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Sage-grouse project: Oregon inmates tend seedlings

Jul 14, 2014


ONTARIO — Inmates in an eastern Oregon prison are tending about 20,000 seedlings that could grow to provide food and shelter for a bird whose habitat has shrunk and whose prospects are raising concern all over ranching country in the West.

The prisoners at the Snake River Correctional Institution are growing sagebrush, which sage grouse depend on for food and shelter.

Environmentalists have pressed the government to put the bird on the endangered species list, which could mean cutbacks in ranchers’ access to public grazing land to preserve bird habitat. That has led to efforts across the West to stave off the listing.

The project was put together by the prison, the U.S. Bureau of Land Management and the Corvallis-based Institute of Applied Ecology, where Stacy Moore has been helping the inmates grow the plants that the bureau paid for, the Ontario Argus Leader reported.

The institute is a nonprofit that works toward conservation through research and restoration programs. The bureau manages public grazing land.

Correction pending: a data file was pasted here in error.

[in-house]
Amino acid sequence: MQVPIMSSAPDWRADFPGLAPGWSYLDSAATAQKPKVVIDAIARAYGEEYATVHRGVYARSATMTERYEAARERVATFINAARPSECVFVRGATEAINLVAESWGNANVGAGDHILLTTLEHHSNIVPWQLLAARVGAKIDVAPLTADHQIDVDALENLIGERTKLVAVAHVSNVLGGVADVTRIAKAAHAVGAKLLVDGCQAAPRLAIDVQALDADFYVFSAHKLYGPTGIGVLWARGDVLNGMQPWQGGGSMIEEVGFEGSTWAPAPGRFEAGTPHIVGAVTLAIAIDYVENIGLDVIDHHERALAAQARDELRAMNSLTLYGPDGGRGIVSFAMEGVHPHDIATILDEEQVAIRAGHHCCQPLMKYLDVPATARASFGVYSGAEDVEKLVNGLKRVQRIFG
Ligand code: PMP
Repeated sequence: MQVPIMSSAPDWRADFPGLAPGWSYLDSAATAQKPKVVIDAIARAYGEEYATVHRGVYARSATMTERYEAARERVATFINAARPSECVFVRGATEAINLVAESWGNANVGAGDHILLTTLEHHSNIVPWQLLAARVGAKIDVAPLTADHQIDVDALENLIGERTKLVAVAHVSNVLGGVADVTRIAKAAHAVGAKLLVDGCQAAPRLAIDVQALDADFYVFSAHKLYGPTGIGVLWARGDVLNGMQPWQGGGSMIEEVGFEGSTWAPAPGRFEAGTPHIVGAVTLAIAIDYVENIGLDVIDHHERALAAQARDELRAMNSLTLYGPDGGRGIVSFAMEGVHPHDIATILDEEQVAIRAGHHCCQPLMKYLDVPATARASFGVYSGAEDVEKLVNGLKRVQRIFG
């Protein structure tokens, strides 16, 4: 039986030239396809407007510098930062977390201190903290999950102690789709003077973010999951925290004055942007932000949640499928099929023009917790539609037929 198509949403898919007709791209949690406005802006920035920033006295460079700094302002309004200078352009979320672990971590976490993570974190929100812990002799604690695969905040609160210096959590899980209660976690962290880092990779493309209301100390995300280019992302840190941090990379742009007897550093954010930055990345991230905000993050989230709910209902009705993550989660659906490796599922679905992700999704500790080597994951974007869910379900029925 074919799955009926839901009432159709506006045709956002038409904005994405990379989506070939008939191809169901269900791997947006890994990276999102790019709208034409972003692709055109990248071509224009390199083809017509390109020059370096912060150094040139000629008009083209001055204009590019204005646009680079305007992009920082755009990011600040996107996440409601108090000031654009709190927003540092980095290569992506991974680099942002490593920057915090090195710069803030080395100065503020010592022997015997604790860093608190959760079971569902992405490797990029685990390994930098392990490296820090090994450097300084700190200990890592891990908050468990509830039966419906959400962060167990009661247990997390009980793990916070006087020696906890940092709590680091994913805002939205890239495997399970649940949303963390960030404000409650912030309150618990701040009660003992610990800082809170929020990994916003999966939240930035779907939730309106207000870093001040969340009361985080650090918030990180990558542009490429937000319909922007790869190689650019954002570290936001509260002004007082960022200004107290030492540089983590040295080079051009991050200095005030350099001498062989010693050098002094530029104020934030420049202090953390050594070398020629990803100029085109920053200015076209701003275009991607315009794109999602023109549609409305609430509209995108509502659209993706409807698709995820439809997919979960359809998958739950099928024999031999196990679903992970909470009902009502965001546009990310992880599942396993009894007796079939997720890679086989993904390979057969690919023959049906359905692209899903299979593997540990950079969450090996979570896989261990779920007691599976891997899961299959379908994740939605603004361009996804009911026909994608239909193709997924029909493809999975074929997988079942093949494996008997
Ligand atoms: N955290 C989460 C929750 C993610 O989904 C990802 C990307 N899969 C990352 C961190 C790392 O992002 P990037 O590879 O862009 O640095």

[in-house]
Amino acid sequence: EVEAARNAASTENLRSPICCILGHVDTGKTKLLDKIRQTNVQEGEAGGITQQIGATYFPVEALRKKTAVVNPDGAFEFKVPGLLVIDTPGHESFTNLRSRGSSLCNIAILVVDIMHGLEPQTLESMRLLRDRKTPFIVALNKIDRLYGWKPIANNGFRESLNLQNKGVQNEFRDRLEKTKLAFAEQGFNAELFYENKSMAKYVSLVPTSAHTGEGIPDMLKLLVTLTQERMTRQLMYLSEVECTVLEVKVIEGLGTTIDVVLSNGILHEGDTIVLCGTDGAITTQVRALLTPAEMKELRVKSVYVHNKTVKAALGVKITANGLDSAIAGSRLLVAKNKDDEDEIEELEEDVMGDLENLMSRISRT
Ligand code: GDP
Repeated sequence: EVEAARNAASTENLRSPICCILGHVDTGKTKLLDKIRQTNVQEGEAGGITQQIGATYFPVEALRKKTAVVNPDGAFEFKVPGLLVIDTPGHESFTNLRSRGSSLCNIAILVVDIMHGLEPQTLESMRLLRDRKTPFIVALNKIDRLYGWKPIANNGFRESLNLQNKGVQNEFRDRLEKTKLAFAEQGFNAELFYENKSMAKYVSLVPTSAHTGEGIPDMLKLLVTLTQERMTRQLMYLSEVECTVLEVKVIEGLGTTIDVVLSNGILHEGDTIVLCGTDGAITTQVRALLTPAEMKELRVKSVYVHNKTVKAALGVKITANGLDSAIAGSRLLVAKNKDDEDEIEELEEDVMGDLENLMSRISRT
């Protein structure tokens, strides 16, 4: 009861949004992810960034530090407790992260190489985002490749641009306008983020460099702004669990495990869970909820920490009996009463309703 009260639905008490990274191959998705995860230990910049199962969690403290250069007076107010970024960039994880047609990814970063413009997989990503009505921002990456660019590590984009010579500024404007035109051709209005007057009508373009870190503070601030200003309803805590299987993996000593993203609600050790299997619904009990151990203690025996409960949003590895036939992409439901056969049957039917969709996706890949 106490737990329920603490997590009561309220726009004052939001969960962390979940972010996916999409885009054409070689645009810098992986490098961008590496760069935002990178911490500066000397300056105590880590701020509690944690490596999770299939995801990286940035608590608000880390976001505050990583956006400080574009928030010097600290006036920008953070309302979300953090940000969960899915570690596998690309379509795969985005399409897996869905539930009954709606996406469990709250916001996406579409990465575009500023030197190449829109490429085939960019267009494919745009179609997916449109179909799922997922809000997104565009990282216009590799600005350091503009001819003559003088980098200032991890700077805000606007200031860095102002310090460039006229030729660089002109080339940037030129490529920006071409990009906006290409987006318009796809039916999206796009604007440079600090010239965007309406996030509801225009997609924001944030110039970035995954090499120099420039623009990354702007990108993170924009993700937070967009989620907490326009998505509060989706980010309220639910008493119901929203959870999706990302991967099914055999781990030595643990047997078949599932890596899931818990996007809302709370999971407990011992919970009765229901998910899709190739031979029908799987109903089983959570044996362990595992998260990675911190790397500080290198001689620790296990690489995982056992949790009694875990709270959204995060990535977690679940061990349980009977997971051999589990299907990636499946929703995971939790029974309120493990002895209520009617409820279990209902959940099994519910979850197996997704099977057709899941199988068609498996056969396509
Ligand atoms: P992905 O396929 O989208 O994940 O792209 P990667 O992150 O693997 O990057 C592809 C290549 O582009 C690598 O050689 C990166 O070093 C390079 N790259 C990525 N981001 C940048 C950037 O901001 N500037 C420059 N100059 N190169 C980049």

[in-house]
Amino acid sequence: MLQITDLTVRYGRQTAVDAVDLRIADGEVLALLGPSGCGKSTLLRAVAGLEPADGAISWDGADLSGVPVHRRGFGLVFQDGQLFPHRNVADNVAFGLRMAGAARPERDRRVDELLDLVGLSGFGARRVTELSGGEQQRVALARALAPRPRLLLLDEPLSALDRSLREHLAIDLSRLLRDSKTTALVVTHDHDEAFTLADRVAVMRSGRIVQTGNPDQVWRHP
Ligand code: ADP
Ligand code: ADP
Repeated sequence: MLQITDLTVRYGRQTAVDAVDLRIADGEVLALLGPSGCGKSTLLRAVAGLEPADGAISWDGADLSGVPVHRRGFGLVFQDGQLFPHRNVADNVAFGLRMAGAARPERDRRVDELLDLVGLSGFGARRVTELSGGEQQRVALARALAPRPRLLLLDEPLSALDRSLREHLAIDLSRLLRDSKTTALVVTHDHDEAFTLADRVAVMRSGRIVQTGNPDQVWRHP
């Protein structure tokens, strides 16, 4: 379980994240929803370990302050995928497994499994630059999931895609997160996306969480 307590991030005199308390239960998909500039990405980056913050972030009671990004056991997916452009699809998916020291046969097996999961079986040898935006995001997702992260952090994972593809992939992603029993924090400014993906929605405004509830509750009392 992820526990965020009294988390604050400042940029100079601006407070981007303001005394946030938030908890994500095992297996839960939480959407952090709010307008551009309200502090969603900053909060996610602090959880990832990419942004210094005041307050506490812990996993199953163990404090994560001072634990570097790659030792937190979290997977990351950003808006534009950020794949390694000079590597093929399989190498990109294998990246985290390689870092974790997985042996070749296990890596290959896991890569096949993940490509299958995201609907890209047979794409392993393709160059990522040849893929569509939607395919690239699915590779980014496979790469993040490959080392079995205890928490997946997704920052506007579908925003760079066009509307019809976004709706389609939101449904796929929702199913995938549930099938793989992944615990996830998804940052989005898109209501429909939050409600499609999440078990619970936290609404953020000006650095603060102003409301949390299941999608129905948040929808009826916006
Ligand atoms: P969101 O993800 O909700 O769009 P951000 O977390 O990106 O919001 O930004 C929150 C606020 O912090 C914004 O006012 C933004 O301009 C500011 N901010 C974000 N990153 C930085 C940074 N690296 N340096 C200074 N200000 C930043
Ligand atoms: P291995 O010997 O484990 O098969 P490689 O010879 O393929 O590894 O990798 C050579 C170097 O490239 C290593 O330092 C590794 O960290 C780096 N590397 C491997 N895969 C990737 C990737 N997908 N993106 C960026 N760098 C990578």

Three to five inmates work every day to help maintain the sagebrush, recently taken from the prison greenhouse because the weather was heating up.

“It's something really worthwhile to do,” said Daniel Rosenberry, 52. “I'm an outdoor person anyway, and it's good to know you're helping out.”

The sagebrush will be planted north of Jordan Valley in an area called Danner Loop that was burned by brush fires about two years ago, said another inmate, Jason Kennedy, 30.

Typically, sagebrush seeds would survive a brush fire, and the plant would naturally be able to regrow in an area that had been burned. However, the fire conditions created by the onset of species like cheatgrass are much hotter than the sagebrush seeds can survive.

That's a huge problem for sage grouse, which are entirely dependent on sagebrush at every step of their life cycles, Moore said. Sage grouse use sagebrush for nesting, cover and food.

“Sage grouse don't have a gizzard,” Moore said, adding that instead of using a gizzard to break down food, like other birds, sage grouse eat the soft buds on the sagebrush.

The bureau plans to expand the program in 2015, and it could be in four more prisons in sagebrush country, Moore said.

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Information from: Argus Observer, http://www.argusobserver.com

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